Eye For Film >> Movies >> The Perfect Catch (2005) Film Review
When I heard that the Farrelly Brothers (There's Something About Mary) were adapting Nick Hornby's novel, Fever Pitch, I prayed that they'd learned from the mistakes of their previous efforts. The changing of sport from football to baseball didn't concern me in the least, since it was the compulsion and personalities that made the novel so successful.
Hornby's novel is a master class in relationships and rich human interaction and the Farellys have done it reasonable justice, however diluted by its screenwriters.
Lindsey Meeks (Drew Barrymore) is a high-powered businesswoman - involving numbers, kept cheerfully vague - and Ben (Jimmy Fallon) a mathematics teacher who seems to enjoy his relationship with his students. He is also a compulsive Red Sox fan - identified in the opening sequence as "pathetic creatures".
Ben and Lindsey meet when they organise a student field trip to her office. They choose to date, but disaster strikes for Lindsey. The scene has the only signature body-function Farrelly moment - but it's funny. Lindsey hurls up the lining of her stomach, thanks to a sudden bout of food poisoning, with Ben dryly commenting, "Hardly any chunkage". And it's off screen! (There's another extremely cheap, but hilarious gag concerning Ben in the shower.) Anyway, Ben gently nurses her, longingly and carefully and stays the night to be there if he needs her. Thus, a relationship starts.
The essence of romantic comedy is building bridges between the leads, their friends - each of them has friends we know and identify with - and ourselves. The Perfect Catch takes great pains to do such things, spending time and effort on the characters, with all their flaws and idiosyncrasies. Fallon has finally shown what he can do and becomes surprisingly likeable. By playing down his usual over-the-top silliness, he never seems anything other than completely passionate and sincere. Barrymore is equally charming, as the patient, thoughtful and yet easily hurt girlfriend. Demographic nurturing it may be, but the pair have wonderful physical and comic chemistry.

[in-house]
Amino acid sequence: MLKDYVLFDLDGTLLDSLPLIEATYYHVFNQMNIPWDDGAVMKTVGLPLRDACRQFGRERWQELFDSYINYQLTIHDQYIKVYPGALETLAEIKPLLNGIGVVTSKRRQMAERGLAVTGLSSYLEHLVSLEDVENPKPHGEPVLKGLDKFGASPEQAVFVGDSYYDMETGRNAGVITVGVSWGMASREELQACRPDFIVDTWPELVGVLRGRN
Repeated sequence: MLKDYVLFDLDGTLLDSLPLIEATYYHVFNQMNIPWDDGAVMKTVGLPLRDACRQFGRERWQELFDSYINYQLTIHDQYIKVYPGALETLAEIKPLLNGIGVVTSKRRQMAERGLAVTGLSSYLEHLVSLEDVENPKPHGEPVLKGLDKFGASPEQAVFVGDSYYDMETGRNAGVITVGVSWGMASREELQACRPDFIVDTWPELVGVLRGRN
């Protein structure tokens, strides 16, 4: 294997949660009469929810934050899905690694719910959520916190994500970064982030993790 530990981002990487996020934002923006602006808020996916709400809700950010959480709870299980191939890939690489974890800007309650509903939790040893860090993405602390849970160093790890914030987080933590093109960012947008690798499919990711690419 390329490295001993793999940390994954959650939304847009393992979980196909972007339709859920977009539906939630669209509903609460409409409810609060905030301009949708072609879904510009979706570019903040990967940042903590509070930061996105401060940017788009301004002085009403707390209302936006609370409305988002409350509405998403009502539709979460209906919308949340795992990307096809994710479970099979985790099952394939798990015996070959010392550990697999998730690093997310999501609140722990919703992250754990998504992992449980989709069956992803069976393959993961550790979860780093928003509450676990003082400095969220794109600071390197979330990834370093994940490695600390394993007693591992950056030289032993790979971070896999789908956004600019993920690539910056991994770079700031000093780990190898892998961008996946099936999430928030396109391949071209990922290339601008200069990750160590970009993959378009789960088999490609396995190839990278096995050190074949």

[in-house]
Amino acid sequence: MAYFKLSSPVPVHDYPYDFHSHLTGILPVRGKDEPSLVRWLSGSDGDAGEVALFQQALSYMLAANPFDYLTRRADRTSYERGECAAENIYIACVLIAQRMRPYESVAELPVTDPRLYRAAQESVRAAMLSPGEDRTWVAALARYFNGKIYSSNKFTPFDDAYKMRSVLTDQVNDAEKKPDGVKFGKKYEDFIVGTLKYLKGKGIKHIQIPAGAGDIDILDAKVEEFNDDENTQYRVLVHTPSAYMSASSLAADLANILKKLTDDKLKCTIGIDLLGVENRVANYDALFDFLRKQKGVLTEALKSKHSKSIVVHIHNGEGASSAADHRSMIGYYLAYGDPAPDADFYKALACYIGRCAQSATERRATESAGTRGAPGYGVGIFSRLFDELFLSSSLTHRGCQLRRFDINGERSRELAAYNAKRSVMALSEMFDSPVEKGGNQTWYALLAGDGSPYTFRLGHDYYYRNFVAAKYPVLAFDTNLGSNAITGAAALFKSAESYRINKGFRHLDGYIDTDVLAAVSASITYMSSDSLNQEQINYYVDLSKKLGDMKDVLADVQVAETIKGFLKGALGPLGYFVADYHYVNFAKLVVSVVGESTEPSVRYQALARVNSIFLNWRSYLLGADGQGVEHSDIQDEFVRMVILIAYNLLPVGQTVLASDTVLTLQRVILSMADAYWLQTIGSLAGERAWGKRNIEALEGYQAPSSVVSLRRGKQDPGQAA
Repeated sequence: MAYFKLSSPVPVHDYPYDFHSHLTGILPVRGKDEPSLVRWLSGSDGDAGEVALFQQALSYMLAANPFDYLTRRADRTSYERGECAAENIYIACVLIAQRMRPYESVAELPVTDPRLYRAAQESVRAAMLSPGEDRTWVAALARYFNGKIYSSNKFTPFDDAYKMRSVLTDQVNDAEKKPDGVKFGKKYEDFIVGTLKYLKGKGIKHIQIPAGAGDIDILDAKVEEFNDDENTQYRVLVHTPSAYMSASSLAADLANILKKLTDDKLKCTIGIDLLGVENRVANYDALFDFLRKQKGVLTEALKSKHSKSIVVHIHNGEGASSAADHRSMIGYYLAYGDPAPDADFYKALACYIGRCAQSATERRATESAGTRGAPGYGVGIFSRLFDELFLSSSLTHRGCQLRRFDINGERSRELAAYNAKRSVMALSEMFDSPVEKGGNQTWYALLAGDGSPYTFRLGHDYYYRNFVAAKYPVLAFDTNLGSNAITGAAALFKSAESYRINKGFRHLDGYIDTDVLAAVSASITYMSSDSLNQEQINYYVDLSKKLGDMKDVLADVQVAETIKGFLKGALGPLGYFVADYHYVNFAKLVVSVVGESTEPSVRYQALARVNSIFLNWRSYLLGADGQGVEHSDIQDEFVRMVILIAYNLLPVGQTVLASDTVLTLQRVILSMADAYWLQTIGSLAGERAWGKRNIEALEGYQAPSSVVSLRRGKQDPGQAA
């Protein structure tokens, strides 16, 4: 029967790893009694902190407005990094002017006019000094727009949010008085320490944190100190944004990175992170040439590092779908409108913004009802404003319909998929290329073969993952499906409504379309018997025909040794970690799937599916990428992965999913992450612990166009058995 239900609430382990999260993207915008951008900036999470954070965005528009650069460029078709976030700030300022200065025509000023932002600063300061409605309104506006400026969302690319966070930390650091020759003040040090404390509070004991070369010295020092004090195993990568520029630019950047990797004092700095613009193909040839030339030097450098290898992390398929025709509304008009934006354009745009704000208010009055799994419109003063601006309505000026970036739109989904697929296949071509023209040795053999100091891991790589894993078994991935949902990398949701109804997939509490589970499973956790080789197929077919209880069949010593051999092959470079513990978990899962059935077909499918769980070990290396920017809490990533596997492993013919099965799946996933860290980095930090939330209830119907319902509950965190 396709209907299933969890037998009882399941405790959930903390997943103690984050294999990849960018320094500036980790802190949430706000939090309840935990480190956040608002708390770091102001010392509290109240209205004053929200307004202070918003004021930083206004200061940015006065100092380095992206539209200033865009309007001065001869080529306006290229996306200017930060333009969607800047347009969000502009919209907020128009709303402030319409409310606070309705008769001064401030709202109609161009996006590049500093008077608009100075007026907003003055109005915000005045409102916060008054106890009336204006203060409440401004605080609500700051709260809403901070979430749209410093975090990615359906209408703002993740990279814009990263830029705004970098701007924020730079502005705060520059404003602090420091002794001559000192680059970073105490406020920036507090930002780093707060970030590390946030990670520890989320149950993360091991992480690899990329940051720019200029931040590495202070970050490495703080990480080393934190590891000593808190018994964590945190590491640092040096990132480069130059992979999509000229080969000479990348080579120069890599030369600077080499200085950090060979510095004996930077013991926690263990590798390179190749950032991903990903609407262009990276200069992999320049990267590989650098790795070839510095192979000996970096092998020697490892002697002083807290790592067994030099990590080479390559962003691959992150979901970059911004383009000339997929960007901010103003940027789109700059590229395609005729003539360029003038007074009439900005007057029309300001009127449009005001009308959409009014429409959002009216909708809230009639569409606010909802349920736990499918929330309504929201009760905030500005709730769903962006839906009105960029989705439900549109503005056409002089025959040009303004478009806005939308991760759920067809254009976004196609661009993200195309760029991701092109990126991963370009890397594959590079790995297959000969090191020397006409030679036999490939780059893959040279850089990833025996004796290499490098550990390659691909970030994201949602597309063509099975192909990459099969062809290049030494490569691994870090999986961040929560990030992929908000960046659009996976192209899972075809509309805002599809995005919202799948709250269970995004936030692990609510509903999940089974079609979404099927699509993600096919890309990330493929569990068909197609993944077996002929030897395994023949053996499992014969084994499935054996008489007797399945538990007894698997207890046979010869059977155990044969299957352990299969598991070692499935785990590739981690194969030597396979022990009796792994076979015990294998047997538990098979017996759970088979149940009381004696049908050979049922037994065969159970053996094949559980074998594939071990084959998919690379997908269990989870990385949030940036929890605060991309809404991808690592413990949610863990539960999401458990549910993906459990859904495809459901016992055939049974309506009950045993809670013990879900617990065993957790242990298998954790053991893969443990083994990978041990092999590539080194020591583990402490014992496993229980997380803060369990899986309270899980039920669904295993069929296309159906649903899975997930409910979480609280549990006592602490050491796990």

Halfway through the fall/break/happy plot, we're treated to a moment when Ben makes the choice of accompaning Lindsey to a party rather than going to the game. It is upon learning the result and subsequent mental anguish for both that we truly learn his tearing devotion, not just the ritual of harassing the UPS man and nosing the freshly-printed season tickets, like whisky connoisseurs, and mugging the camera for spring training. It's when Ben's utter obligation drives him to anger that they break up. Self-flagellation appears to be his answer, with compulsive rewinding of other Red Sox failures.
It is around this time that The Perfect Catch runs out of steam, the easy Hornby prose and emotionally entangled storylines take a back seat and we dive headlong into a mix of melodrama and schmaltz, although one moment has wonderful resonance - by treating a student as therapist, Ben gets advice that reminds us of the great lasagne epiphany that Silent Bob gave Dante in Clerks.
By appealing to rom-com aficionados, without the wit to back it up, the tepid blending of ideas and easily notable last-minute rewrites - the film really was rewritten when the Red Sox won the World Series, inconceivable, and the biggest sports upset of all time! - does nothing for continuity and screen scribes Lowell Ganz and Babaloo Mandel fail to tackle the relationship problems at all, insisting that devotion is it's own reward.
It's such a shame, but not even Farrelly hair gel could make this script stand to attention.Reviewed on: 13 Aug 2005